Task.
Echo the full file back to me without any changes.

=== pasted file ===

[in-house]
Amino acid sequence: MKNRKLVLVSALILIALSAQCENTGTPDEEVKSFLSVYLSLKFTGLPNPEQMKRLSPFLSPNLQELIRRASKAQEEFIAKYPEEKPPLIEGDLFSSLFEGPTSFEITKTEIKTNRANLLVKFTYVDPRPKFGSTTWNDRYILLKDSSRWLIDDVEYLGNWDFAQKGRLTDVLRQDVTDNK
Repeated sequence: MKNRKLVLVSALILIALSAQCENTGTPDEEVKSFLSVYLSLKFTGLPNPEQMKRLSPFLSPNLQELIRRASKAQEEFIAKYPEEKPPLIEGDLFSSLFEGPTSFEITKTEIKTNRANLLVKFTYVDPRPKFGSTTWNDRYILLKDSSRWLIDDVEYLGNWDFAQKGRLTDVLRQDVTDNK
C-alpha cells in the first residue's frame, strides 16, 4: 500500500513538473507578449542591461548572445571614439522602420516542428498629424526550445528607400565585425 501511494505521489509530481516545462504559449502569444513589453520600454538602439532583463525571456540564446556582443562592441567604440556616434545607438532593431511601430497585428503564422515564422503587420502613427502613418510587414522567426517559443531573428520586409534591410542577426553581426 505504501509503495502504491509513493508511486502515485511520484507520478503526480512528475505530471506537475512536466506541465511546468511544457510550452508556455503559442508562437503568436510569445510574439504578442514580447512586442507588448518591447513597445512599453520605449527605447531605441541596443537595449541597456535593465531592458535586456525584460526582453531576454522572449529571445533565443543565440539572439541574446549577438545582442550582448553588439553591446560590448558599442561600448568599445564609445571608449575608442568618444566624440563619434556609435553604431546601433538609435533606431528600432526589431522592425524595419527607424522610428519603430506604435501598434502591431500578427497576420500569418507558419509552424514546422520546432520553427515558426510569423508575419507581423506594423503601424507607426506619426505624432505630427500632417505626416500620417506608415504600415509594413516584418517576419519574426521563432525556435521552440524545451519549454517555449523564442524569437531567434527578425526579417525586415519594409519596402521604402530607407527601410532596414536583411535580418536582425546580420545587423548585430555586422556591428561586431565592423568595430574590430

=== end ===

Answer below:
[in-house]
Amino acid sequence: MKNRKLVLVSALILIALSAQCENTGTPDEEVKSFLSVYLSLKFTGLPNPEQMKRLSPFLSPNLQELIRRASKAQEEFIAKYPEEKPPLIEGDLFSSLFEGPTSFEITKTEIKTNRANLLVKFTYVDPRPKFGSTTWNDRYILLKDSSRWLIDDVEYLGNWDFAQKGRLTDVLRQDVTDNK
Repeated sequence: MKNRKLVLVSALILIALSAQCENTGTPDEEVKSFLSVYLSLKFTGLPNPEQMKRLSPFLSPNLQELIRRASKAQEEFIAKYPEEKPPLIEGDLFSSLFEGPTSFEITKTEIKTNRANLLVKFTYVDPRPKFGSTTWNDRYILLKDSSRWLIDDVEYLGNWDFAQKGRLTDVLRQDVTDNK
C-alpha cells in the first residue's frame, strides 16, 4: 500500500513538473507578449542591461548572445571614439522602420516542428498629424526550445528607400565585425 501511494505521489509530481516545462504559449502569444513589453520600454538602439532583463525571456540564446556582443562592441567604440556616434545607438532593431511601430497585428503564422515564422503587420502613427502613418510587414522567426517559443531573428520586409534591410542577426553581426 505504501509503495502504491509513493508511486502515485511520484507520478503526480512528475505530471506537475512536466506541465511546468511544457510550452508556455503559442508562437503568436510569445510574439504578442514580447512586442507588448518591447513597445512599453520605449527605447531605441541596443537595449541597456535593465531592458535586456525584460526582453531576454522572449529571445533565443543565440539572439541574446549577438545582442550582448553588439553591446560590448558599442561600448568599445564609445571608449575608442568618444566624440563619434556609435553604431546601433538609435533606431528600432526589431522592425524595419527607424522610428519603430506604435501598434502591431500578427497576420500569418507558419509552424514546422520546432520553427515558426510569423508575419507581423506594423503601424507607426506619426505624432505630427500632417505626416500620417506608415504600415509594413516584418517576419519574426521563432525556435521552440524545451519549454517555449523564442524569437531567434527578425526579417525586415519594409519596402521604402530607407527601410532596414536583411535580418536582425546580420545587423548585430555586422556591428561586431565592423568595430574590430